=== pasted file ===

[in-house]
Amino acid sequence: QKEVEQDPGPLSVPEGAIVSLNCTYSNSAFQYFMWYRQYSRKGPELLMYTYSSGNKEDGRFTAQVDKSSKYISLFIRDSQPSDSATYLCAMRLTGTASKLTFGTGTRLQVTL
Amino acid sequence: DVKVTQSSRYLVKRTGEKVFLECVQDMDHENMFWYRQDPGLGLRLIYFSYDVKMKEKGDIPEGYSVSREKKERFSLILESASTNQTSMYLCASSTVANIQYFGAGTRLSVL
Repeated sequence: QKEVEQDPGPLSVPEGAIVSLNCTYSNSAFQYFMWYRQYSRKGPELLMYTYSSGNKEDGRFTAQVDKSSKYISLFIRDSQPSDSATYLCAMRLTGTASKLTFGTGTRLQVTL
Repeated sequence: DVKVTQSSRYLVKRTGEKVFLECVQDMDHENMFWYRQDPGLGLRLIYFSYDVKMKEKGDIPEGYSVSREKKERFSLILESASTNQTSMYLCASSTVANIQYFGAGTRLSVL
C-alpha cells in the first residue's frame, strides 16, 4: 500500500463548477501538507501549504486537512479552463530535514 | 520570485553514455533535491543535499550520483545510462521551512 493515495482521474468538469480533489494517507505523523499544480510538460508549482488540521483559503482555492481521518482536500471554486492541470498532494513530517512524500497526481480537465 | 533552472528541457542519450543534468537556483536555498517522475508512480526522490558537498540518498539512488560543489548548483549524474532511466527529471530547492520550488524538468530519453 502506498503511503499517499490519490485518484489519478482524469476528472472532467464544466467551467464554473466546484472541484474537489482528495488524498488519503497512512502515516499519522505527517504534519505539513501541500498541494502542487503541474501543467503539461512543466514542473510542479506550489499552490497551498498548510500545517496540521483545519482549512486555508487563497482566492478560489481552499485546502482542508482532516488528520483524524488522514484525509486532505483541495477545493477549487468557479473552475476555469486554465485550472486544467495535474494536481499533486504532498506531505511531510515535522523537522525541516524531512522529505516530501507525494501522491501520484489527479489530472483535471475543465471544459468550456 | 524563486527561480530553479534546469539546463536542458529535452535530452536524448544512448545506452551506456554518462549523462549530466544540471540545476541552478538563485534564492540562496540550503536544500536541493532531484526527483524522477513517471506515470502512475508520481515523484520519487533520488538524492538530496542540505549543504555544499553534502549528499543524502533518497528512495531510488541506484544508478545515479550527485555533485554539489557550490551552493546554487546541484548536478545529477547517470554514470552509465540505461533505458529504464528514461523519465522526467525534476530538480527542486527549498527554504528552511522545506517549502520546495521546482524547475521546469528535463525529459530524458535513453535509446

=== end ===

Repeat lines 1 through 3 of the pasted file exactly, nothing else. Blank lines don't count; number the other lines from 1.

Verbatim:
[in-house]
Amino acid sequence: QKEVEQDPGPLSVPEGAIVSLNCTYSNSAFQYFMWYRQYSRKGPELLMYTYSSGNKEDGRFTAQVDKSSKYISLFIRDSQPSDSATYLCAMRLTGTASKLTFGTGTRLQVTL
Amino acid sequence: DVKVTQSSRYLVKRTGEKVFLECVQDMDHENMFWYRQDPGLGLRLIYFSYDVKMKEKGDIPEGYSVSREKKERFSLILESASTNQTSMYLCASSTVANIQYFGAGTRLSVL